Most feeding occurs during early morning or late evening hours. Larval white bass feed mostly on zooplankton. As development proceeds, juveniles begin feeding on macro-invertebrates, such as chironomid, mayfly, dragonfly larvae, damselfly larvae, bugs, amphipods, and crayfish. Adults begin feeding upon fish, fathead minnows, johnny darters, gizzard shad, threadfin shad, young sunfish, yellow perch, saugers, freshwater drum, carp, bullhead species, and others.

    Spawning runs of white bass are starting in mid-February, when water temperatures reach about 14-20 degrees celsius, with males migrating to the spawning grounds first. They like to spawn in moving water in a tributary stream, but they will spawn in windswept lake shores when the preferred streams are not available. They spawn during daylight. Females release from to 200,000 to 900,000 of eggs into the water, and spawning occurs in midwater with several males attending one female. The submerged eggs are adhesive and sink, becoming attached to surface of objects on the bottom. Eggs hatch in about 2 days, and the larvae drift downstream. Growth is rapid, and most white bass in southern populations only live for about 4 years.
    The parents move to deeper water and do not care for the young fish. The young fish live in shallow water for a while until they move to deeper water. They can also spawn with Yellow bass to create the yellow bass hybrid. Spawning occurs in the late spring, when the fish often congregate in large numbers below dams and other obstructions such as riffles to spawn. White bass are active feeders during the spawn and can be caught in great numbers at this time. They find their home spawning ground even if it's moved to a different part of the same lake. Fishing Methods include fly-fishing, spin-casting, still fishing using a bait fish like minnows or killifish, nightcrawlers. Try jigs and flashy spinner-jig combinations: white, yellow, silver, or chartreuse, with reflective tape on the spoons and polished spinners. Any small lure that looks like a shad will catch white bass when a school is located. Live shad is good, all-around bait. Also try crankbait spoons, minnow imitation plugs, jigging spoons, and propellered surface lures. Topwater plugs that sputter are good to use when white bass feeding is in full force. In spring, shore fishing for white bass can be fantastic; fish have a big appetite, strike eagerly at lures once waters warm. Bottom fishing at night with live bait may also make great success.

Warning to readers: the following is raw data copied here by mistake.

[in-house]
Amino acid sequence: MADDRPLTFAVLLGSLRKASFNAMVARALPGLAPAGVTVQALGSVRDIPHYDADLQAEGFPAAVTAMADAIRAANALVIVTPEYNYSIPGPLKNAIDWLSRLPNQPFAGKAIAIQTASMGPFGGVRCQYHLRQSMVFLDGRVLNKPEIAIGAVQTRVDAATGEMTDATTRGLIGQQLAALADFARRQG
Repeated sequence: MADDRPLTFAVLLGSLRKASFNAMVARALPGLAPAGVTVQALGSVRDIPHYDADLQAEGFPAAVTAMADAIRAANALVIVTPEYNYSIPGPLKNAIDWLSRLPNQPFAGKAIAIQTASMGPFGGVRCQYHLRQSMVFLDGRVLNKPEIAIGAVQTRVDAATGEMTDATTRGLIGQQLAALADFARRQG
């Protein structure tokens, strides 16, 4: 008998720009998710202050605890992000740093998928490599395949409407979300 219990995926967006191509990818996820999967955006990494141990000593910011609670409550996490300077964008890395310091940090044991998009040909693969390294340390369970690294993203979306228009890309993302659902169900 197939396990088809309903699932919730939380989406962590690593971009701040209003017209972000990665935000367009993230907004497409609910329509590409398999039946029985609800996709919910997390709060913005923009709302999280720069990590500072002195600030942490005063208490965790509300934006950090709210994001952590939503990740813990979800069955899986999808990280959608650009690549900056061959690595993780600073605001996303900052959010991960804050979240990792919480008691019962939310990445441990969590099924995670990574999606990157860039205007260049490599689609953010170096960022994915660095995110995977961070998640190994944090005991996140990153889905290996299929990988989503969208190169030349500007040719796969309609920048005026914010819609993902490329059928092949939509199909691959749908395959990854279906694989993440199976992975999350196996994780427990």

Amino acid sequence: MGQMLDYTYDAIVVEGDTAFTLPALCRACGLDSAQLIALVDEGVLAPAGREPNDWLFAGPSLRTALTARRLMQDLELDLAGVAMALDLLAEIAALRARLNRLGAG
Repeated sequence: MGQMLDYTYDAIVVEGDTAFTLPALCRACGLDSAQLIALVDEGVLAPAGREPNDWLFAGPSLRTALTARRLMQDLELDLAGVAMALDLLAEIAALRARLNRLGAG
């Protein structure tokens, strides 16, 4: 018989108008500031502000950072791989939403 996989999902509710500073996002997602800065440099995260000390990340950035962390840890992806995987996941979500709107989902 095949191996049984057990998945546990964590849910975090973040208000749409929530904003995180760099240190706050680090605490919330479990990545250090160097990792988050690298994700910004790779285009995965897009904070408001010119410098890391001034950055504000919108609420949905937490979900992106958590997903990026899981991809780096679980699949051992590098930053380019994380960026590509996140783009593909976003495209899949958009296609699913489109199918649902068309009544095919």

Best time for fishing bass usually in late afternoon or early morning, especially in late summer and early fall, and daytime from late fall through early spring; late evening through first light in summer. White bass that are near structure (submerged trees, formations) more active -- and willing to bite -- than fish that are suspended in mid-depths. Use jigs or crankbaits in spring and summer, baitfish in fall. To catch white bass, use medium-to ultra-light spinning tackle on a 5- to 6-foot rod. Six pound test line works best.
    Watch where gulls or other fish-eating birds at a reservoir are feeding on small fish, there will be schools of white bass as well. In reservoirs, look for riprap on shorelines, rocky points, just off islands, sudden drop-offs, old river channels or sand bars. In rivers, check out places where streams enter, bridge pilings disrupts current flow, above wing dams, or downstream from a lock and dam.
    White bass are excellent fighters, and are considered excellent table fare. White bass is an excellent eating fish, with firm white flesh that is appealing fresh or smoked.